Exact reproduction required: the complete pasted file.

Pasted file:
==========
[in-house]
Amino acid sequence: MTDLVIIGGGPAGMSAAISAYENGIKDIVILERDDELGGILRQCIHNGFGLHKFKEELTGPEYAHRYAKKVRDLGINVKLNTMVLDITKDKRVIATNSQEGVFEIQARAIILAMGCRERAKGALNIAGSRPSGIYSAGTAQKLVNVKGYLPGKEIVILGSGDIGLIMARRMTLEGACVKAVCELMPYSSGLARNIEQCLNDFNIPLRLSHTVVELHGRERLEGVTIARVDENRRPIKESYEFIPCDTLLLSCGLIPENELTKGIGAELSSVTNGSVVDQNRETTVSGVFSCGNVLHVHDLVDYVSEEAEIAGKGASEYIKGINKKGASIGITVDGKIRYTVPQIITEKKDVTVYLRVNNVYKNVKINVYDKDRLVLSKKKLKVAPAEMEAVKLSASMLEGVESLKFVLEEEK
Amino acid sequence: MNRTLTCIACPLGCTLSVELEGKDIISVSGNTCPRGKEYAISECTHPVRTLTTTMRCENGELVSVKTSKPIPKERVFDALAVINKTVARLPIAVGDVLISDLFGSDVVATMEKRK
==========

[in-house]
Amino acid sequence: MTDLVIIGGGPAGMSAAISAYENGIKDIVILERDDELGGILRQCIHNGFGLHKFKEELTGPEYAHRYAKKVRDLGINVKLNTMVLDITKDKRVIATNSQEGVFEIQARAIILAMGCRERAKGALNIAGSRPSGIYSAGTAQKLVNVKGYLPGKEIVILGSGDIGLIMARRMTLEGACVKAVCELMPYSSGLARNIEQCLNDFNIPLRLSHTVVELHGRERLEGVTIARVDENRRPIKESYEFIPCDTLLLSCGLIPENELTKGIGAELSSVTNGSVVDQNRETTVSGVFSCGNVLHVHDLVDYVSEEAEIAGKGASEYIKGINKKGASIGITVDGKIRYTVPQIITEKKDVTVYLRVNNVYKNVKINVYDKDRLVLSKKKLKVAPAEMEAVKLSASMLEGVESLKFVLEEEK
Amino acid sequence: MNRTLTCIACPLGCTLSVELEGKDIISVSGNTCPRGKEYAISECTHPVRTLTTTMRCENGELVSVKTSKPIPKERVFDALAVINKTVARLPIAVGDVLISDLFGSDVVATMEKRK